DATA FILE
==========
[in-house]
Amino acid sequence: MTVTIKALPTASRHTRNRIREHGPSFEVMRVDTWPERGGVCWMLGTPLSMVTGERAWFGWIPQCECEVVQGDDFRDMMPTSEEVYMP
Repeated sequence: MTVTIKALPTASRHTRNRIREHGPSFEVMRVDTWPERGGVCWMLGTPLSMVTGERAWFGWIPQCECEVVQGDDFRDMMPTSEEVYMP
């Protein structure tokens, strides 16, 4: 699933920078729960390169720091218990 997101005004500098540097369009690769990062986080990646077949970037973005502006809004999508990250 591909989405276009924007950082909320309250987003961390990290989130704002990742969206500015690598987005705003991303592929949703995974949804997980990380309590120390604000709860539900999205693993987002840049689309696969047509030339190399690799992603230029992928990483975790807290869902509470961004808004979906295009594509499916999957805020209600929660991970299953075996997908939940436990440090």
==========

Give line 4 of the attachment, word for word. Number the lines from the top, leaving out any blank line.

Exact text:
């Protein structure tokens, strides 16, 4: 699933920078729960390169720091218990 997101005004500098540097369009690769990062986080990646077949970037973005502006809004999508990250 591909989405276009924007950082909320309250987003961390990290989130704002990742969206500015690598987005705003991303592929949703995974949804997980990380309590120390604000709860539900999205693993987002840049689309696969047509030339190399690799992603230029992928990483975790807290869902509470961004808004979906295009594509499916999957805020209600929660991970299953075996997908939940436990440090």